Also, if you need a portable Spectrum thing, note that a Nintendo DS with ZXDS is surely a winner combo.

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Reply 6 of 20, by Lo Wang

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If this shall lessen some of the polluting stupidity that's released daily into the atmosphere by thousands of people who play joystick, gamepad and keyboard+mouse games by tapping directly on a display...I'm all for it 😀

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Reply 7 of 20, by RoyBatty

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I prefer to just use emulators that are written by people who actually care about the machines so we can not only play the games, but use them still as the computers they were designed to be. This includes programming on them, watching demos, using utilities, and make NEW games and utilities while being able to transfer these things to the real deal and enjoying them there too if desired.

I understand why some people would want such devices, but they seem like cheap cash grabs banking on people's nostalgia to me. Perhaps if they made more effort on making them accurate I wouldn't be so put off by them myself... I still have bad feelings about the C64 DTV, and the flashback consoles.

Reply 8 of 20, by xjas

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RoyBatty wrote:

I prefer to just use emulators that are written by people who actually care about the machines ...

Er, this project is being developed by Sir Clive Sinclair... you might have heard of him. I suspect he cares about the machine a great deal.

I love the looks of that thing. And huge props for the inclusion of a micro-sd slot, USB, and video out. Ive never owned a Spectrum, or even used one, but I'd be pretty interested in picking one of these up.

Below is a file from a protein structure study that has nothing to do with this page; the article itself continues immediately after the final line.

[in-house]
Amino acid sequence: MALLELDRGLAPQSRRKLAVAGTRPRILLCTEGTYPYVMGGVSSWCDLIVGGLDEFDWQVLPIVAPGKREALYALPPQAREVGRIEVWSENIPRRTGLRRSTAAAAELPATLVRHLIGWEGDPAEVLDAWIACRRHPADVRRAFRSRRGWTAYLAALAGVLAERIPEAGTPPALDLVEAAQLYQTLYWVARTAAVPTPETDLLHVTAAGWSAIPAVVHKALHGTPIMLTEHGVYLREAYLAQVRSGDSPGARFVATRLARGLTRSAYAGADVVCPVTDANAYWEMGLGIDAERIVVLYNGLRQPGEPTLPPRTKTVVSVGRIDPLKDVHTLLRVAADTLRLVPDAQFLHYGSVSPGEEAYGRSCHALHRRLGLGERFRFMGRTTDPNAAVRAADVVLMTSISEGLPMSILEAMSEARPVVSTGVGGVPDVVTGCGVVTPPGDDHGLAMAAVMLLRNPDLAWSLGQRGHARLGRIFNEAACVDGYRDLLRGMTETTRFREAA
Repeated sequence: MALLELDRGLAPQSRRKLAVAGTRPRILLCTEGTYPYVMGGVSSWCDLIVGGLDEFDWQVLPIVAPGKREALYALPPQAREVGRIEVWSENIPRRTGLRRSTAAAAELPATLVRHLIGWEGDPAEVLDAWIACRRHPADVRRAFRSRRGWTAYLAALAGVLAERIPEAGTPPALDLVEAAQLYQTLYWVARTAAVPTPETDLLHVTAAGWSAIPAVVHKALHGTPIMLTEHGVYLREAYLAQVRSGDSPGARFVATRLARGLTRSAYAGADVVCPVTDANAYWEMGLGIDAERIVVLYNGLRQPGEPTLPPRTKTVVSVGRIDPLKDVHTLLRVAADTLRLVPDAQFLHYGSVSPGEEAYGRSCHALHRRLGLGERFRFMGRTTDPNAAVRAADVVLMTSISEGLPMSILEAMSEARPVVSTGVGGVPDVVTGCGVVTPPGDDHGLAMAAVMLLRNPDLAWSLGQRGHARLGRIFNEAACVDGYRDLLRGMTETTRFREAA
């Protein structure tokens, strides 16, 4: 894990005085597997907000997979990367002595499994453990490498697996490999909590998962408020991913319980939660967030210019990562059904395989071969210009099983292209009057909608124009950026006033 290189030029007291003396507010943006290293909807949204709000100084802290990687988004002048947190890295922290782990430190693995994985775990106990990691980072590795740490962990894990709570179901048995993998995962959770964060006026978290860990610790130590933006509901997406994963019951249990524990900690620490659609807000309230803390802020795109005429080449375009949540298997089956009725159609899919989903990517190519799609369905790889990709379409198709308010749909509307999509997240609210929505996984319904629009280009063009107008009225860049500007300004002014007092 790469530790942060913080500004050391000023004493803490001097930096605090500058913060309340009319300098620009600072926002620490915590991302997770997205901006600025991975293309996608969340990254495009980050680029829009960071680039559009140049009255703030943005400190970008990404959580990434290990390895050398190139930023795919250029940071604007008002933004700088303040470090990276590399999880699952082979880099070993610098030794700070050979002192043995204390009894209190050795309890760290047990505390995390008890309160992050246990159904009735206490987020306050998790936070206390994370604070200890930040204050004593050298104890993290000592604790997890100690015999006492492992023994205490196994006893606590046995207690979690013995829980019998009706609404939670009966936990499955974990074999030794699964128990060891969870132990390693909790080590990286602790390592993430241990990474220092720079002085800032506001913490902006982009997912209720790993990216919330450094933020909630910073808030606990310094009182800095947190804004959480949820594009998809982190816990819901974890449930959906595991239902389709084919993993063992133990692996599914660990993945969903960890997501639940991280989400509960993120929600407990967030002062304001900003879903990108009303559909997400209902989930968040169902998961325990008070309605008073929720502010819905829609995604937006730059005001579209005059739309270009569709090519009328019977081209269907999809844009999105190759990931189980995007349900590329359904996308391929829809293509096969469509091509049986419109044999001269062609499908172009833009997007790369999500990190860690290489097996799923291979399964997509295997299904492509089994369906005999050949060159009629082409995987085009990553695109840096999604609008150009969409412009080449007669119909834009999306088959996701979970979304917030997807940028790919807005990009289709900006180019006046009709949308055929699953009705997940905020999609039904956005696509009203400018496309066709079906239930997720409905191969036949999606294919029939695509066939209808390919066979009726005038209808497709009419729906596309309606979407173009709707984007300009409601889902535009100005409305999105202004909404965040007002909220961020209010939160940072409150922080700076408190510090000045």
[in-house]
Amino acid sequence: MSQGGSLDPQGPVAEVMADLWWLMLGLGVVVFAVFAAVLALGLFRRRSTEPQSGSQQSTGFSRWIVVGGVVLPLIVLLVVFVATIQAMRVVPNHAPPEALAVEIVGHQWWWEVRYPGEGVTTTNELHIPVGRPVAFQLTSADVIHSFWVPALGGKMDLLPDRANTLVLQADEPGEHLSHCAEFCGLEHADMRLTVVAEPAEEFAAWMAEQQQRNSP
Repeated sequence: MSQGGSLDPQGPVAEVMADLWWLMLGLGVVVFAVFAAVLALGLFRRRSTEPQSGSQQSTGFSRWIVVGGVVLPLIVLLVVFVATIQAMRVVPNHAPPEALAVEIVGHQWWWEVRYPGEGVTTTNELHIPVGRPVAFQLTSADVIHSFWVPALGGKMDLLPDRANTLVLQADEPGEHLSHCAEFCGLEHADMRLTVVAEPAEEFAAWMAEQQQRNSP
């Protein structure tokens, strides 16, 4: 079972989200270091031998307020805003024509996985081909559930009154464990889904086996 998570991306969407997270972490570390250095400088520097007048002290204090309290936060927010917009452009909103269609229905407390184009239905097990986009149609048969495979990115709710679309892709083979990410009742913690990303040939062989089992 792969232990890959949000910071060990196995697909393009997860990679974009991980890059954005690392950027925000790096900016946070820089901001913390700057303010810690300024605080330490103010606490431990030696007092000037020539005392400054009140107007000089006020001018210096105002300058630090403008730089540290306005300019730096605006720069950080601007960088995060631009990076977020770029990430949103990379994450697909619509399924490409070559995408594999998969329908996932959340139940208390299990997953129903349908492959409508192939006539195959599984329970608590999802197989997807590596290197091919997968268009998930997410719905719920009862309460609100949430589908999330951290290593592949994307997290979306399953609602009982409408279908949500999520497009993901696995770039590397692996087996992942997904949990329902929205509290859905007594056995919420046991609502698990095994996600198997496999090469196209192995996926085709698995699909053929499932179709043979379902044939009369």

BTW the C64DTV was the brainchild of Jerri Ellsworth, a true proper hardware hacker with a huge background in the C64 scene. Look up "C64 bass guitar" on Youtube. Generic cash in it was not.

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Reply 9 of 20, by sf78

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It's really too bad Spectrum never quite made it outside UK. But then again, Commodore WAS the superior gaming platform back then. I actually prefer Amstrad over these two, if only it had better sound. 😢

Reply 10 of 20, by 386_junkie

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sf78 wrote:

It's really too bad Spectrum never quite made it outside UK. But then again, Commodore WAS the superior gaming platform back then. I actually prefer Amstrad over these two, if only it had better sound. 😢

I never owned a C64... I knew many people who did though. Apparently it had a dedicated sound processor which answers for the superior sound... though back then was Amstrad not of similar build to PC's? i.e. able to be upgraded with a modular sound card for the ISA bus or anything?

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Reply 11 of 20, by 386_junkie

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xjas wrote:
RoyBatty wrote:

I prefer to just use emulators that are written by people who actually care about the machines ...